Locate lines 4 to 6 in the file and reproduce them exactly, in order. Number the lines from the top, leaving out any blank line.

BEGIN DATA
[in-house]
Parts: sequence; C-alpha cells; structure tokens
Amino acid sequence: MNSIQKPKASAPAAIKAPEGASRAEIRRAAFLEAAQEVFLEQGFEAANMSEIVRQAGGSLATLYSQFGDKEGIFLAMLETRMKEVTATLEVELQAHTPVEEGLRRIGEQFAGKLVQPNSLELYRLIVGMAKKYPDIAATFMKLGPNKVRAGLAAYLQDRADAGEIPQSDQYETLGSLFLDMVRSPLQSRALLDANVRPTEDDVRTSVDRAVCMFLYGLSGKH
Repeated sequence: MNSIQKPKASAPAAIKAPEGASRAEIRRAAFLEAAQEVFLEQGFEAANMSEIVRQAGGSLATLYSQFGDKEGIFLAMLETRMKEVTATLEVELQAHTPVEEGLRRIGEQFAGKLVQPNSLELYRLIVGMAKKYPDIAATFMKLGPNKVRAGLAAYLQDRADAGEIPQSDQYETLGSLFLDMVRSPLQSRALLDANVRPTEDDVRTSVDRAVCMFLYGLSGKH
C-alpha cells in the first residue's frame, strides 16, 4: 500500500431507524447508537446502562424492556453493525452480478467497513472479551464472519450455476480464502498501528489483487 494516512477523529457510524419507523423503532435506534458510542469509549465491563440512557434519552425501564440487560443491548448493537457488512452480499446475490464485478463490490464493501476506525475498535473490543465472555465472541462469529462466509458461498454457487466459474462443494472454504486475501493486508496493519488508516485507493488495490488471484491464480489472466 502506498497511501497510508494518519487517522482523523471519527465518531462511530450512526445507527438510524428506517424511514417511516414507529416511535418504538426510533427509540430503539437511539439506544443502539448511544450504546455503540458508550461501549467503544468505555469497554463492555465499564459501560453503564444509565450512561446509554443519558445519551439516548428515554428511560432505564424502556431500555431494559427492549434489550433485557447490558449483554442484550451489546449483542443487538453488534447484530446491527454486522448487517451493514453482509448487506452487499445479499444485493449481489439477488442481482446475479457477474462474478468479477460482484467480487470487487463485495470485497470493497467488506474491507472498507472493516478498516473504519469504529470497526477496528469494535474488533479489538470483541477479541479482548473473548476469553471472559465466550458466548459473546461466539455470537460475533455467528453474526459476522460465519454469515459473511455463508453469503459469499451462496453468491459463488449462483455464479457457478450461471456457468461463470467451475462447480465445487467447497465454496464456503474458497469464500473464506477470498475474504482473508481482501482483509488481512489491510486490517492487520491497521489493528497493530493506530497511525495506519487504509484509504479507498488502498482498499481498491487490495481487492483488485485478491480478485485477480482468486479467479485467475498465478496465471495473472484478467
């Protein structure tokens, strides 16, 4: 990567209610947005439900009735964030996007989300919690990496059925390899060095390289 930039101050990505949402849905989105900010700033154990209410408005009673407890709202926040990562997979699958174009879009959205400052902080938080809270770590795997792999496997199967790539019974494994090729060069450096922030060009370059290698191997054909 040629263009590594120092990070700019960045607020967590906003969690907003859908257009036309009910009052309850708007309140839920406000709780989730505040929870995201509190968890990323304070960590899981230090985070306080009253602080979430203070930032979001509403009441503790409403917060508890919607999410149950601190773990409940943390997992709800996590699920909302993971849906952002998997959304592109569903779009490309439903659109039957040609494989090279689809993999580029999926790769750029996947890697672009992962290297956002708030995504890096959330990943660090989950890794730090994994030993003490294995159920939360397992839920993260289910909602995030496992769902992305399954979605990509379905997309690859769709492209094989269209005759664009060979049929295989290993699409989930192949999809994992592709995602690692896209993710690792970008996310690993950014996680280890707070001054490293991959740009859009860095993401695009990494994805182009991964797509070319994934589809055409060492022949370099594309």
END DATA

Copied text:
Repeated sequence: MNSIQKPKASAPAAIKAPEGASRAEIRRAAFLEAAQEVFLEQGFEAANMSEIVRQAGGSLATLYSQFGDKEGIFLAMLETRMKEVTATLEVELQAHTPVEEGLRRIGEQFAGKLVQPNSLELYRLIVGMAKKYPDIAATFMKLGPNKVRAGLAAYLQDRADAGEIPQSDQYETLGSLFLDMVRSPLQSRALLDANVRPTEDDVRTSVDRAVCMFLYGLSGKH
C-alpha cells in the first residue's frame, strides 16, 4: 500500500431507524447508537446502562424492556453493525452480478467497513472479551464472519450455476480464502498501528489483487 494516512477523529457510524419507523423503532435506534458510542469509549465491563440512557434519552425501564440487560443491548448493537457488512452480499446475490464485478463490490464493501476506525475498535473490543465472555465472541462469529462466509458461498454457487466459474462443494472454504486475501493486508496493519488508516485507493488495490488471484491464480489472466 502506498497511501497510508494518519487517522482523523471519527465518531462511530450512526445507527438510524428506517424511514417511516414507529416511535418504538426510533427509540430503539437511539439506544443502539448511544450504546455503540458508550461501549467503544468505555469497554463492555465499564459501560453503564444509565450512561446509554443519558445519551439516548428515554428511560432505564424502556431500555431494559427492549434489550433485557447490558449483554442484550451489546449483542443487538453488534447484530446491527454486522448487517451493514453482509448487506452487499445479499444485493449481489439477488442481482446475479457477474462474478468479477460482484467480487470487487463485495470485497470493497467488506474491507472498507472493516478498516473504519469504529470497526477496528469494535474488533479489538470483541477479541479482548473473548476469553471472559465466550458466548459473546461466539455470537460475533455467528453474526459476522460465519454469515459473511455463508453469503459469499451462496453468491459463488449462483455464479457457478450461471456457468461463470467451475462447480465445487467447497465454496464456503474458497469464500473464506477470498475474504482473508481482501482483509488481512489491510486490517492487520491497521489493528497493530493506530497511525495506519487504509484509504479507498488502498482498499481498491487490495481487492483488485485478491480478485485477480482468486479467479485467475498465478496465471495473472484478467
């Protein structure tokens, strides 16, 4: 990567209610947005439900009735964030996007989300919690990496059925390899060095390289 930039101050990505949402849905989105900010700033154990209410408005009673407890709202926040990562997979699958174009879009959205400052902080938080809270770590795997792999496997199967790539019974494994090729060069450096922030060009370059290698191997054909 040629263009590594120092990070700019960045607020967590906003969690907003859908257009036309009910009052309850708007309140839920406000709780989730505040929870995201509190968890990323304070960590899981230090985070306080009253602080979430203070930032979001509403009441503790409403917060508890919607999410149950601190773990409940943390997992709800996590699920909302993971849906952002998997959304592109569903779009490309439903659109039957040609494989090279689809993999580029999926790769750029996947890697672009992962290297956002708030995504890096959330990943660090989950890794730090994994030993003490294995159920939360397992839920993260289910909602995030496992769902992305399954979605990509379905997309690859769709492209094989269209005759664009060979049929295989290993699409989930192949999809994992592709995602690692896209993710690792970008996310690993950014996680280890707070001054490293991959740009859009860095993401695009990494994805182009991964797509070319994934589809055409060492022949370099594309």